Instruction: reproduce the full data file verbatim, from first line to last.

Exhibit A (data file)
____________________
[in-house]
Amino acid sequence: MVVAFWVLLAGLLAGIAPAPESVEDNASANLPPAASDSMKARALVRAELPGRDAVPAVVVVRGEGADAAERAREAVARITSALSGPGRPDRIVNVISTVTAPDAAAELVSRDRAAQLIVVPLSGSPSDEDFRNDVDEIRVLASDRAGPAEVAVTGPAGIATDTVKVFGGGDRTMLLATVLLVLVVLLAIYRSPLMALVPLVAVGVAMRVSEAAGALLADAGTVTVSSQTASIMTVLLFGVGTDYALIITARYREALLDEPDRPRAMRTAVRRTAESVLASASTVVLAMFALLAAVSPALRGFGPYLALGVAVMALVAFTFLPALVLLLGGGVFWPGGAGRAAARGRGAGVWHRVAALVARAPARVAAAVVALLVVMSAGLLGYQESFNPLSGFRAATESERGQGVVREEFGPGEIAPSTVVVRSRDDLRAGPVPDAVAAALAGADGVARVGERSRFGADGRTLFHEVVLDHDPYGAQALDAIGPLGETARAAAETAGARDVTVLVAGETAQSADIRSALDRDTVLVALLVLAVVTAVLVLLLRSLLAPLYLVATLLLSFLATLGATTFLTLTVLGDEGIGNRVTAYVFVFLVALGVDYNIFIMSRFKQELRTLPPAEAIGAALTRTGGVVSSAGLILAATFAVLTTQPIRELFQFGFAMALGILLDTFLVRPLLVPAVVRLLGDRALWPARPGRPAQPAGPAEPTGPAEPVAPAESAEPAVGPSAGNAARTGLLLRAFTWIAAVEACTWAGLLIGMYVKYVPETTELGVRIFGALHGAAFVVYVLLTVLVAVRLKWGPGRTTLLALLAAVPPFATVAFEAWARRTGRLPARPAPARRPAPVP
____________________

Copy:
[in-house]
Amino acid sequence: MVVAFWVLLAGLLAGIAPAPESVEDNASANLPPAASDSMKARALVRAELPGRDAVPAVVVVRGEGADAAERAREAVARITSALSGPGRPDRIVNVISTVTAPDAAAELVSRDRAAQLIVVPLSGSPSDEDFRNDVDEIRVLASDRAGPAEVAVTGPAGIATDTVKVFGGGDRTMLLATVLLVLVVLLAIYRSPLMALVPLVAVGVAMRVSEAAGALLADAGTVTVSSQTASIMTVLLFGVGTDYALIITARYREALLDEPDRPRAMRTAVRRTAESVLASASTVVLAMFALLAAVSPALRGFGPYLALGVAVMALVAFTFLPALVLLLGGGVFWPGGAGRAAARGRGAGVWHRVAALVARAPARVAAAVVALLVVMSAGLLGYQESFNPLSGFRAATESERGQGVVREEFGPGEIAPSTVVVRSRDDLRAGPVPDAVAAALAGADGVARVGERSRFGADGRTLFHEVVLDHDPYGAQALDAIGPLGETARAAAETAGARDVTVLVAGETAQSADIRSALDRDTVLVALLVLAVVTAVLVLLLRSLLAPLYLVATLLLSFLATLGATTFLTLTVLGDEGIGNRVTAYVFVFLVALGVDYNIFIMSRFKQELRTLPPAEAIGAALTRTGGVVSSAGLILAATFAVLTTQPIRELFQFGFAMALGILLDTFLVRPLLVPAVVRLLGDRALWPARPGRPAQPAGPAEPTGPAEPVAPAESAEPAVGPSAGNAARTGLLLRAFTWIAAVEACTWAGLLIGMYVKYVPETTELGVRIFGALHGAAFVVYVLLTVLVAVRLKWGPGRTTLLALLAAVPPFATVAFEAWARRTGRLPARPAPARRPAPVP